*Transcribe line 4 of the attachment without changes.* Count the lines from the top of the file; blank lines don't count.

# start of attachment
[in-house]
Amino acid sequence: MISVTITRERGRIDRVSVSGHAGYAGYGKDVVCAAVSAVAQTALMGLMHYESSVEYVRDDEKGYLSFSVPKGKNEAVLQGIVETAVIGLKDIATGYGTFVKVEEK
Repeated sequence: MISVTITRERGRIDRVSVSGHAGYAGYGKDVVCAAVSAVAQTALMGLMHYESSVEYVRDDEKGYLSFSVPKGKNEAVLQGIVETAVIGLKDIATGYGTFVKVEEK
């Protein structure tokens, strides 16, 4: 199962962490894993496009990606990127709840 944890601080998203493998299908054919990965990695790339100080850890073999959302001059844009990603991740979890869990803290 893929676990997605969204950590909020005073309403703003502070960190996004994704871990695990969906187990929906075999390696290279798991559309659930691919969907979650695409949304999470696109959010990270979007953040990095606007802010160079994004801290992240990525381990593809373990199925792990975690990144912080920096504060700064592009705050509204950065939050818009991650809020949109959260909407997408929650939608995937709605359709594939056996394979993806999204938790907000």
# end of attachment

């Protein structure tokens, strides 16, 4: 199962962490894993496009990606990127709840 944890601080998203493998299908054919990965990695790339100080850890073999959302001059844009990603991740979890869990803290 893929676990997605969204950590909020005073309403703003502070960190996004994704871990695990969906187990929906075999390696290279798991559309659930691919969907979650695409949304999470696109959010990270979007953040990095606007802010160079994004801290992240990525381990593809373990199925792990975690990144912080920096504060700064592009705050509204950065939050818009991650809020949109959260909407997408929650939608995937709605359709594939056996394979993806999204938790907000």